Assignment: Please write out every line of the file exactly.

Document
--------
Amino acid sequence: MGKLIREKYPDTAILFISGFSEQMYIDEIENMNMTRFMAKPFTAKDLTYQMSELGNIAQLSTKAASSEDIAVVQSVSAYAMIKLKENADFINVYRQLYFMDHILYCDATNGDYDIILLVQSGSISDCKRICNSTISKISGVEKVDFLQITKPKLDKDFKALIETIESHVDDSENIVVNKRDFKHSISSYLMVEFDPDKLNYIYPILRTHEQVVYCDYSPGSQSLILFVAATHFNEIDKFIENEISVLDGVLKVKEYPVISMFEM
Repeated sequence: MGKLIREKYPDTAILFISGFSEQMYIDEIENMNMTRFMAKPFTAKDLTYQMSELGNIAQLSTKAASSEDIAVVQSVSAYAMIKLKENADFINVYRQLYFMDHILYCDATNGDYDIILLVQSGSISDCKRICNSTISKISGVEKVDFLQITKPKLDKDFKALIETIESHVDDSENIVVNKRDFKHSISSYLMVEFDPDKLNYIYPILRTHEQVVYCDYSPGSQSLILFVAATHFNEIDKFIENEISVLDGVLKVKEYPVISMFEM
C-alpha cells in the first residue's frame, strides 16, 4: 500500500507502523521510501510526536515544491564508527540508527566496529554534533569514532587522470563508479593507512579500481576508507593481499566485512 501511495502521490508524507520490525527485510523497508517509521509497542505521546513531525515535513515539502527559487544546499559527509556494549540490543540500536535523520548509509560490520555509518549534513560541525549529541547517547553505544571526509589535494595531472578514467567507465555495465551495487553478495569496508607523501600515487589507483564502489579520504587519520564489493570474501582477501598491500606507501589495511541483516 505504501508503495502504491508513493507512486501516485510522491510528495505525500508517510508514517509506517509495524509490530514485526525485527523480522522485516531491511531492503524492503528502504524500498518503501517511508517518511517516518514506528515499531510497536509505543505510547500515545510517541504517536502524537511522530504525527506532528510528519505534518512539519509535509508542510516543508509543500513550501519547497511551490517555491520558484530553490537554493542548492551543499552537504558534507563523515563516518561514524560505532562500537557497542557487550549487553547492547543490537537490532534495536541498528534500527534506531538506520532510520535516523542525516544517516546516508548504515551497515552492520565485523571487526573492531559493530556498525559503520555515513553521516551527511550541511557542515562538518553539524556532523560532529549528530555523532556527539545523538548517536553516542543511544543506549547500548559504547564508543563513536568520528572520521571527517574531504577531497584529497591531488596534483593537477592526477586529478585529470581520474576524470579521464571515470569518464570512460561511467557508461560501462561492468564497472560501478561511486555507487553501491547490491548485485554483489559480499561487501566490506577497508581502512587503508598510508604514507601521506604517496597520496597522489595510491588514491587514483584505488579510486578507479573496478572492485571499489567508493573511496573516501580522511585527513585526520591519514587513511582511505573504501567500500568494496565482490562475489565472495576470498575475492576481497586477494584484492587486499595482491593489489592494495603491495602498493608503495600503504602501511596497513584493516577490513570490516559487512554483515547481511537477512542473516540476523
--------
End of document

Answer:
Amino acid sequence: MGKLIREKYPDTAILFISGFSEQMYIDEIENMNMTRFMAKPFTAKDLTYQMSELGNIAQLSTKAASSEDIAVVQSVSAYAMIKLKENADFINVYRQLYFMDHILYCDATNGDYDIILLVQSGSISDCKRICNSTISKISGVEKVDFLQITKPKLDKDFKALIETIESHVDDSENIVVNKRDFKHSISSYLMVEFDPDKLNYIYPILRTHEQVVYCDYSPGSQSLILFVAATHFNEIDKFIENEISVLDGVLKVKEYPVISMFEM
Repeated sequence: MGKLIREKYPDTAILFISGFSEQMYIDEIENMNMTRFMAKPFTAKDLTYQMSELGNIAQLSTKAASSEDIAVVQSVSAYAMIKLKENADFINVYRQLYFMDHILYCDATNGDYDIILLVQSGSISDCKRICNSTISKISGVEKVDFLQITKPKLDKDFKALIETIESHVDDSENIVVNKRDFKHSISSYLMVEFDPDKLNYIYPILRTHEQVVYCDYSPGSQSLILFVAATHFNEIDKFIENEISVLDGVLKVKEYPVISMFEM
C-alpha cells in the first residue's frame, strides 16, 4: 500500500507502523521510501510526536515544491564508527540508527566496529554534533569514532587522470563508479593507512579500481576508507593481499566485512 501511495502521490508524507520490525527485510523497508517509521509497542505521546513531525515535513515539502527559487544546499559527509556494549540490543540500536535523520548509509560490520555509518549534513560541525549529541547517547553505544571526509589535494595531472578514467567507465555495465551495487553478495569496508607523501600515487589507483564502489579520504587519520564489493570474501582477501598491500606507501589495511541483516 505504501508503495502504491508513493507512486501516485510522491510528495505525500508517510508514517509506517509495524509490530514485526525485527523480522522485516531491511531492503524492503528502504524500498518503501517511508517518511517516518514506528515499531510497536509505543505510547500515545510517541504517536502524537511522530504525527506532528510528519505534518512539519509535509508542510516543508509543500513550501519547497511551490517555491520558484530553490537554493542548492551543499552537504558534507563523515563516518561514524560505532562500537557497542557487550549487553547492547543490537537490532534495536541498528534500527534506531538506520532510520535516523542525516544517516546516508548504515551497515552492520565485523571487526573492531559493530556498525559503520555515513553521516551527511550541511557542515562538518553539524556532523560532529549528530555523532556527539545523538548517536553516542543511544543506549547500548559504547564508543563513536568520528572520521571527517574531504577531497584529497591531488596534483593537477592526477586529478585529470581520474576524470579521464571515470569518464570512460561511467557508461560501462561492468564497472560501478561511486555507487553501491547490491548485485554483489559480499561487501566490506577497508581502512587503508598510508604514507601521506604517496597520496597522489595510491588514491587514483584505488579510486578507479573496478572492485571499489567508493573511496573516501580522511585527513585526520591519514587513511582511505573504501567500500568494496565482490562475489565472495576470498575475492576481497586477494584484492587486499595482491593489489592494495603491495602498493608503495600503504602501511596497513584493516577490513570490516559487512554483515547481511537477512542473516540476523